number of cars they make, to be able to make as many BEVs (relatively
speaking) Toyota should have planned 3x to 4x the investment they announced,
both for North America and globally." It is a reveal of not
having actually considered what the industry is actually facing, until now.
Seeking to make Toyota a scapegoat won't change anything. Heck, it
probably won't even make them feel any better... which is why I posted this:
It is quite telling to watch people draw conclusions based on anecdotal observation, then declare arbitrary goals from that.
I was in Tanzania last June. Almost all the non-commercial 4-wheel vehicles were Toyotas. It was fascinating to see how such a profoundly different market utilizes transportation. I felt quite fortunate to get such an opportunity to see what North American & European consumers simply cannot relate to.
Offering a BEV in that market makes no sense. A solar-equipped PHEV with solid-state batteries is an entirely different matter. Your "should have" doesn't take any of that into account though. You portray Toyota consumers as all the same, able to purchase a new BEV and conveniently keep in charged. That doesn't even make sense here in the United States. Toyota has been #1 due to being able to reach such diverse markets, adapting to each audiences particular needs.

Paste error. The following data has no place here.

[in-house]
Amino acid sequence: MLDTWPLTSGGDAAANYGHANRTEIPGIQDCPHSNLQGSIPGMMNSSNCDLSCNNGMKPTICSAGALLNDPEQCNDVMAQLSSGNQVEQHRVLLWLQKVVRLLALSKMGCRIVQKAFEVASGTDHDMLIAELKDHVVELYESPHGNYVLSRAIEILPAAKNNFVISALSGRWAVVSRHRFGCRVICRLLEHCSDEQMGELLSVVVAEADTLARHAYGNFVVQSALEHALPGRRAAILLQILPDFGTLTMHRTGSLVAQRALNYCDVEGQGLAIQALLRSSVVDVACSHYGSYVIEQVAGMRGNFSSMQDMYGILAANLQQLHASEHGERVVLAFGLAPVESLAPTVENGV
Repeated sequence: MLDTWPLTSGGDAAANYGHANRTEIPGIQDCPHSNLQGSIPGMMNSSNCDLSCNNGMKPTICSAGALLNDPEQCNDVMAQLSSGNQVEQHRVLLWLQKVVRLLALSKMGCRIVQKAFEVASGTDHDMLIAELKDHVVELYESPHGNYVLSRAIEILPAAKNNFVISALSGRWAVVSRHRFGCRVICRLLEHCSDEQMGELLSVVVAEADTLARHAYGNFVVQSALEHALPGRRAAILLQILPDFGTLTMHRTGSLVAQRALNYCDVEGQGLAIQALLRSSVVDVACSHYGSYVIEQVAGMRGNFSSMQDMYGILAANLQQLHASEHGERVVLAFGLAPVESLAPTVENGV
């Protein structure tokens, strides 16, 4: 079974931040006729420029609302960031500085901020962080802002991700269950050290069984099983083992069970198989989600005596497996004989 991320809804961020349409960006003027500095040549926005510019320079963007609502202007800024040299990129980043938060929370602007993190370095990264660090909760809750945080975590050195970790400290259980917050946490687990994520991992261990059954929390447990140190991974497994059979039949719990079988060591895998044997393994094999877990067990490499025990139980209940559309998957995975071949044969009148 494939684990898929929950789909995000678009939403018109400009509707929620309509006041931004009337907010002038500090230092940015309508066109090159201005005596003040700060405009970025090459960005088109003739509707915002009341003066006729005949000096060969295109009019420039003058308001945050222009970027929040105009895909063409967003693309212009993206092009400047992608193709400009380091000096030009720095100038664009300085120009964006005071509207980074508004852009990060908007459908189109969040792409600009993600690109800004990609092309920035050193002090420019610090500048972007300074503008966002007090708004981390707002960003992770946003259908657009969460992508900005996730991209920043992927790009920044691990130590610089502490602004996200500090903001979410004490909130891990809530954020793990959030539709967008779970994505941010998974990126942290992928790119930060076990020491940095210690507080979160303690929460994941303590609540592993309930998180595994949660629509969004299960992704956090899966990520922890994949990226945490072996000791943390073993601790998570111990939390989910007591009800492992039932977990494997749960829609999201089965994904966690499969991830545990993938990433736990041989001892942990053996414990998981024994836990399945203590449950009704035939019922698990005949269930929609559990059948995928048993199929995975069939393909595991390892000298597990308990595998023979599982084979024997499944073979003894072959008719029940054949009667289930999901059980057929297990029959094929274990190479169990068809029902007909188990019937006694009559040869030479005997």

Ironically, measure of investment is inaccurate. You are forcing a paradigm as if that was the only means of success. It is not. There is more than one path, but there is a narrative in place with the hope of preventing others from seeing it.
Go ahead, say whatever you want. Conclusions drawn like that have made provided insightful perspective when looked back upon, informing us why certain groups took particular actions.